What is an alien phonology?Edit
An alien phonology is a system of sounds — and perhaps other, non-vocal signals — for a language designed to be used by beings that are not human. It is designed to take advantage of a non-human anatomy, and will often use mechanisms of sound/signal production that would be convenient for the beings the language is made for, but are either inconvenient or impossible for humans.
What might an alien phonology have in itEdit
An alien phonology would contain any phoneme (sound that is seen as being different form the other sounds) that would be easy for the alien to use. It's not too hard to imagine one, without even leaving Earth.
- Plates that make noise when they glide over one another.
- Used by many insects, chirp chirp!
- Colour changes.
- Many octopuses can change colour fast enough to use colour phonemically (to distinguish words form one another).
- No vocal cords.
- Birds have no vocal cords. Instead, they have a different kind of vocal organ called a syrinx.
- Two air streams
- Some kinds of birds use two air streams when they sing. (Mentioned here.)
- Non-aerial sound transmission
- There is evidence that pachyderms can send and receive sounds through the ground.
- This could be useful for a place where there is little air.
- Flashing lights
- Some species of deep water fish communicate warning signals with pockets of bio-luminescent bacteria that they can cover and reveal alternately.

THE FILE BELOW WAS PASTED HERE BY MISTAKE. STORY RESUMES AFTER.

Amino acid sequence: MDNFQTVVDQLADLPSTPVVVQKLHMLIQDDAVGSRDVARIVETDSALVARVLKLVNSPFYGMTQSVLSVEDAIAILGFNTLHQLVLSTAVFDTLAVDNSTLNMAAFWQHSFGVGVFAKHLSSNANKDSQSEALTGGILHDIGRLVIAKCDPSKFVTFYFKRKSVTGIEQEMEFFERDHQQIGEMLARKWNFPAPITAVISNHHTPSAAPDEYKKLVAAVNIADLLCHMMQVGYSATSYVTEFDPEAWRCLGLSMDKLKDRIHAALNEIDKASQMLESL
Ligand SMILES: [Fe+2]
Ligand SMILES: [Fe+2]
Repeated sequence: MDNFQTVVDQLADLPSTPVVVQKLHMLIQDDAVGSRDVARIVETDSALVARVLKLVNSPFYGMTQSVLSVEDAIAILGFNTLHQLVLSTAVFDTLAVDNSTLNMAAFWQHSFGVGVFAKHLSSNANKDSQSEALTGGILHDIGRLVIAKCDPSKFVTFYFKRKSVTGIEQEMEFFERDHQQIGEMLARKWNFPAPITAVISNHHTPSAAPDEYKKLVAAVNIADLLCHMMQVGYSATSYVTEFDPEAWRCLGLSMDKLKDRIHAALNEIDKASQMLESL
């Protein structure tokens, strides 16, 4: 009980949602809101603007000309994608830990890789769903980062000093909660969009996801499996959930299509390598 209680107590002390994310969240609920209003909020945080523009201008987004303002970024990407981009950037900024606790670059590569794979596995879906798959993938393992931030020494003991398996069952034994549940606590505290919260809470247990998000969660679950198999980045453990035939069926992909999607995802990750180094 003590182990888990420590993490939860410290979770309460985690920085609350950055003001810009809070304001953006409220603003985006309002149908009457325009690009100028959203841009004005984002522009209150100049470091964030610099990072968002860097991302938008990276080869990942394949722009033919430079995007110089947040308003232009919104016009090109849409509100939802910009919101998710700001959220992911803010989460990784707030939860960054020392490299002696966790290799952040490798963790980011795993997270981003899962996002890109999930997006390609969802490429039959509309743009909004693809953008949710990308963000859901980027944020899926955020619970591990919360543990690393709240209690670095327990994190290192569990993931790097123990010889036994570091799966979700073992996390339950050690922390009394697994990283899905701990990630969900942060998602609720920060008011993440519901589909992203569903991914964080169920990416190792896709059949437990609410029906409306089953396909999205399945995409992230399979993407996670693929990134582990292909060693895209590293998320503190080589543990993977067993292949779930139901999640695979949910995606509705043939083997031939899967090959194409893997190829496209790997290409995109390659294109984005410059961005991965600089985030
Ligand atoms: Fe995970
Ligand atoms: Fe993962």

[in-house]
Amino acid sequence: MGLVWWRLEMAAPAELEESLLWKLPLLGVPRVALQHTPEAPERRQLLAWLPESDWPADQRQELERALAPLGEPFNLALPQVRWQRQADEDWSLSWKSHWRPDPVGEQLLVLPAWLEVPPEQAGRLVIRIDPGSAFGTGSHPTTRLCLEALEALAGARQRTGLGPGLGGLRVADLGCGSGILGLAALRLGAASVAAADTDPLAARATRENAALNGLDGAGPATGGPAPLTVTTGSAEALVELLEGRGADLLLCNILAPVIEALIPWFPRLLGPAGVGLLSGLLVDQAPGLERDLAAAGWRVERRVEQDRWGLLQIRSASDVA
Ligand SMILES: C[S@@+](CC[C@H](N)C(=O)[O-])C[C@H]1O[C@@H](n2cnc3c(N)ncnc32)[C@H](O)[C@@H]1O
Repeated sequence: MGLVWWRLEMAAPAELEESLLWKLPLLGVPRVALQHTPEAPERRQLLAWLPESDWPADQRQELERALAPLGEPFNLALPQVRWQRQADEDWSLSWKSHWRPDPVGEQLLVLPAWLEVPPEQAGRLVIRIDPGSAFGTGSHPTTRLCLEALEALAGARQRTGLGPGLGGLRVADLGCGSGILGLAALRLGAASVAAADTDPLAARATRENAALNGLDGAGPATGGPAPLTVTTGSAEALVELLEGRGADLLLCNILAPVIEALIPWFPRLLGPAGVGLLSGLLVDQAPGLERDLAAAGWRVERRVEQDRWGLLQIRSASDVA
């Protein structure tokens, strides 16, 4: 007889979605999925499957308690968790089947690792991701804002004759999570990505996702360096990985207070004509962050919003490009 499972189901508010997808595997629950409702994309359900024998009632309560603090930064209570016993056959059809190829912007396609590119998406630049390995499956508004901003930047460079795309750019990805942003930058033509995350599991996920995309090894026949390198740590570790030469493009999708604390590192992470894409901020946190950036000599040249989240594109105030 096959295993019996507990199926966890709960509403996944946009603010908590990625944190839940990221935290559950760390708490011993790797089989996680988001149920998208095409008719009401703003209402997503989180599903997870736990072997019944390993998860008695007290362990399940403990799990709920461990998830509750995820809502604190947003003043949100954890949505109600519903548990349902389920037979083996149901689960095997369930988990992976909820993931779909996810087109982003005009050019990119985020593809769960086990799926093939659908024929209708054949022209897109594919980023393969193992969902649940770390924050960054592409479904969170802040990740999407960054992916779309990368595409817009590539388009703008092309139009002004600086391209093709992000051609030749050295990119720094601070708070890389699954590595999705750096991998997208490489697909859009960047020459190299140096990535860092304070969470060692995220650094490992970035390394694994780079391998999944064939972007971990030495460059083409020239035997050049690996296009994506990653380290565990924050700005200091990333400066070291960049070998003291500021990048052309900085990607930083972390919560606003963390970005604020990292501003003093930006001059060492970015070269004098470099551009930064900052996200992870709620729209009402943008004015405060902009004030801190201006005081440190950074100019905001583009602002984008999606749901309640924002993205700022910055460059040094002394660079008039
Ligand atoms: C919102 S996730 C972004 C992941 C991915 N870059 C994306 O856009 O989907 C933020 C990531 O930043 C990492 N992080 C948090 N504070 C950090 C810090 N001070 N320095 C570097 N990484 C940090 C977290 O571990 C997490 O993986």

Any and all methods of noise production and such can be used as phonemic signals, just because red is not phonemic to humans does not mean it isn't for octopi. Just because the smell of sulfur doesn't make an English word an adverb, doesn't mean it can't for an alien.
Alien language should be built around alien anatomy, I suggest that you figure out how they look, how would they make their sounds? what would be the most effective method of communication in their environment, would sound be used at all?
How do they think, who says they use verbs and nouns? I once read an article about a language that was so context-dependent that there was a play that was simply the same word ~6,000 times, with no rhythm or stress changes, but the fact that each word had been preceded by the same word changed its meaning.
Throw away traditional thinking when you work with aliens, they are after all, alien. When you're working with aliens, anything goes.